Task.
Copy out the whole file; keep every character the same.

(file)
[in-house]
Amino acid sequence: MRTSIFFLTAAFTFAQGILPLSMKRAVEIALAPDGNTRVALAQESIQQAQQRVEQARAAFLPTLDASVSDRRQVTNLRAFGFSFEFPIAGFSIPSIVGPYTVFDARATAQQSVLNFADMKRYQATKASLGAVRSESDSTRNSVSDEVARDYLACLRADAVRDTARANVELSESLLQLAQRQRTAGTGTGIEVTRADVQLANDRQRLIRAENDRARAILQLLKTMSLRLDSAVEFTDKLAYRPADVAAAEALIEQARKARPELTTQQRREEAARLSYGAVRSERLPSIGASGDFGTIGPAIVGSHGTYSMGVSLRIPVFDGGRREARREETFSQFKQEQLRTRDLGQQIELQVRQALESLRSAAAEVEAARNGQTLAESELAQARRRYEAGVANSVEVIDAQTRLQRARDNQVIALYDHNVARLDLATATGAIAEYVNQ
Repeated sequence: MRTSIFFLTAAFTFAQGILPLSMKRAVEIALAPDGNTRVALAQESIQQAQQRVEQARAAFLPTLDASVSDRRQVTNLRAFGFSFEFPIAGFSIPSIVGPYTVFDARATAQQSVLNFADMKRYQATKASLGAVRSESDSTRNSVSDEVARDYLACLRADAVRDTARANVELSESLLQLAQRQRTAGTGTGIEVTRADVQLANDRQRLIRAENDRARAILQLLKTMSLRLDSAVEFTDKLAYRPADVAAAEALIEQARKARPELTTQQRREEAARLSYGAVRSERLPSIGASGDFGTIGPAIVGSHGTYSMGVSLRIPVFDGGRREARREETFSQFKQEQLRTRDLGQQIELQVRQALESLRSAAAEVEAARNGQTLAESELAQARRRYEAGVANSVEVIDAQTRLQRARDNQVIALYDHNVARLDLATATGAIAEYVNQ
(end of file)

[in-house]
Amino acid sequence: MRTSIFFLTAAFTFAQGILPLSMKRAVEIALAPDGNTRVALAQESIQQAQQRVEQARAAFLPTLDASVSDRRQVTNLRAFGFSFEFPIAGFSIPSIVGPYTVFDARATAQQSVLNFADMKRYQATKASLGAVRSESDSTRNSVSDEVARDYLACLRADAVRDTARANVELSESLLQLAQRQRTAGTGTGIEVTRADVQLANDRQRLIRAENDRARAILQLLKTMSLRLDSAVEFTDKLAYRPADVAAAEALIEQARKARPELTTQQRREEAARLSYGAVRSERLPSIGASGDFGTIGPAIVGSHGTYSMGVSLRIPVFDGGRREARREETFSQFKQEQLRTRDLGQQIELQVRQALESLRSAAAEVEAARNGQTLAESELAQARRRYEAGVANSVEVIDAQTRLQRARDNQVIALYDHNVARLDLATATGAIAEYVNQ
Repeated sequence: MRTSIFFLTAAFTFAQGILPLSMKRAVEIALAPDGNTRVALAQESIQQAQQRVEQARAAFLPTLDASVSDRRQVTNLRAFGFSFEFPIAGFSIPSIVGPYTVFDARATAQQSVLNFADMKRYQATKASLGAVRSESDSTRNSVSDEVARDYLACLRADAVRDTARANVELSESLLQLAQRQRTAGTGTGIEVTRADVQLANDRQRLIRAENDRARAILQLLKTMSLRLDSAVEFTDKLAYRPADVAAAEALIEQARKARPELTTQQRREEAARLSYGAVRSERLPSIGASGDFGTIGPAIVGSHGTYSMGVSLRIPVFDGGRREARREETFSQFKQEQLRTRDLGQQIELQVRQALESLRSAAAEVEAARNGQTLAESELAQARRRYEAGVANSVEVIDAQTRLQRARDNQVIALYDHNVARLDLATATGAIAEYVNQ